The other day, I
was talking to my mother back in Rhode Island. We are in the custom now of
sending each other checks and gift cards for Christmas, these being easier
to get from state to state and generally pleasing the recipient. Anyway, she
asked what I had spent my Christmas money on, and I replied “beer”, which
was true. She seemed to find this amusing enough, and when I asked why she
was laughing, she related the following story.
She had asked my grandfather, who will be 92 in March, what he would like for Christmas this year, and after a bit of reflection, he replied that he could not honestly think of anything. Until Christmas Eve, when he called my mom on her cell and announced that he had thought of something he would like: beer.
“Good beer,” he said, “not that light crap.” My grandfather is quite fond of a beer a day, you see, and he likes to make that one brew count. So, my mom acceded to his wish and brought him a few cases of Samuel Adams Boston Lager, which are now in his cellar. I guess it just runs in the family.
One of the beers I bought with my Christmas check was Stille Nacht from Belgium’s De Dolle Brouwers (The Mad Brewers). This is their Christmas ale, “Stille Nacht” meaning “Silent Night” in English. Our Christmas carol of the same name is actually derived from a German carol that shares the name of this beer.
De Dolle is renowned for their amazingly complex brews, and Stille Nacht is no exception. A hearty, fortifying strong brew perfect for a cold winter’s night, it is also somewhat rare. The tiny brewery only makes about 900 barrels of beer annually, which as Jim Koch used to say is probably less than most megabreweries spill in the same period. Stille Nacht is brewed with spices and apples and an addition of candy sugar for extra richness in body and a higher alcohol content.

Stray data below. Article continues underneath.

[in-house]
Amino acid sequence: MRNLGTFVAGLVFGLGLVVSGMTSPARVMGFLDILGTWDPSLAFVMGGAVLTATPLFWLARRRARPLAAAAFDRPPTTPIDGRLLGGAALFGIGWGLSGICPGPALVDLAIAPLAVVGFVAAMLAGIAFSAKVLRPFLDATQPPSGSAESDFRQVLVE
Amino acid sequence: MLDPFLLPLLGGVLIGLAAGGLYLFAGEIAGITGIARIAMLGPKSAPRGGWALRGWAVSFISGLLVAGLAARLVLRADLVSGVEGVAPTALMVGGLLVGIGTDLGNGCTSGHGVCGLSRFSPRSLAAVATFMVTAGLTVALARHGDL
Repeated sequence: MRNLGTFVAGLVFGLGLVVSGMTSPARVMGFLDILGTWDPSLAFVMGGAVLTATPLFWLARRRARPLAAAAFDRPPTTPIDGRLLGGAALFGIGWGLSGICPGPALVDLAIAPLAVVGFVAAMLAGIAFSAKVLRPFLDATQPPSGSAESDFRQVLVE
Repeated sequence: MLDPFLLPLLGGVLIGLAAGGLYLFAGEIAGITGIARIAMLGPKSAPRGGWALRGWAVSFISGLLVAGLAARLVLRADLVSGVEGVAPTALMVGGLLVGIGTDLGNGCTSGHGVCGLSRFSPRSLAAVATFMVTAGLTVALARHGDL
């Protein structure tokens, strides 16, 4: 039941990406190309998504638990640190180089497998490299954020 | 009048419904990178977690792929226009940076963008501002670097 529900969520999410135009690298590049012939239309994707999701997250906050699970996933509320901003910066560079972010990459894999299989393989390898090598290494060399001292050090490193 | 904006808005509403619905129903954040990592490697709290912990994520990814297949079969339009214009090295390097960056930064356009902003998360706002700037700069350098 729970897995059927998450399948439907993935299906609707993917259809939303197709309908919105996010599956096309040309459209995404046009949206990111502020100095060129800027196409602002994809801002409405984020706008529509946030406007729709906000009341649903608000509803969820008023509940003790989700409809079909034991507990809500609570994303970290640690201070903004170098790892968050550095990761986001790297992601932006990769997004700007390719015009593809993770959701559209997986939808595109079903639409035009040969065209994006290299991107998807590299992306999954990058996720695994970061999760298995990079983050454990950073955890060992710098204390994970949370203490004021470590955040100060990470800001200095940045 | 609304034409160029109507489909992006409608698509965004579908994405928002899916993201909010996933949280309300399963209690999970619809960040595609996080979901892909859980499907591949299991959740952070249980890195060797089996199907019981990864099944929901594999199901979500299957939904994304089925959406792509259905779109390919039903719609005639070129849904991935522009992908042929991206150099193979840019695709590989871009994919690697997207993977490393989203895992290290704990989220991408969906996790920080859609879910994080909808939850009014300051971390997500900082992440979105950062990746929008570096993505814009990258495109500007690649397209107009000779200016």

Stille Nacht pours to a yellowish orange color with a thick foamy head and nose that hints at sour green apples and exotic Belgian yeast notes. A fine layer of Brussels lace clings to the sides of my glass as the liquid descends. The palate is surprisingly different from what the nose suggests, however, at least at first. Rich and fruity with suggestions of pineapple and pear and crisp, sweet sticky malt. Cotton candy, rock candy, and a hint of apple are apparent, too.
The finish is balanced with a drying nugget hop bitterness, hints of spice, an emergence of green apple, vanilla, and a generous alcohol warmth. At 12% by volume strength, this is certainly a sipping brew and perfect as an aperitif or digestif, served before or after a meal (but not with one). There’s a touch of sourness, too, but only a touch. If your cap is marked “spec brew 2005”, as mine is, then it will be less sour than the bottles stamped “spec brew2” according to the importer. Apparently, the yeast strains have changed recently.
Yes, this is pricey at $6 for an 11.6 ounce bottle, but its well worth it. Whether you’re 22, 42. or 92, Stille Nacht is a great beer to have if you’re having only one. Or maybe even two.
And remember, try a new beer today, and drink outside the box.
*Pricing data accurate at time of review or latest update. For reference only, based on actual price paid by reviewer.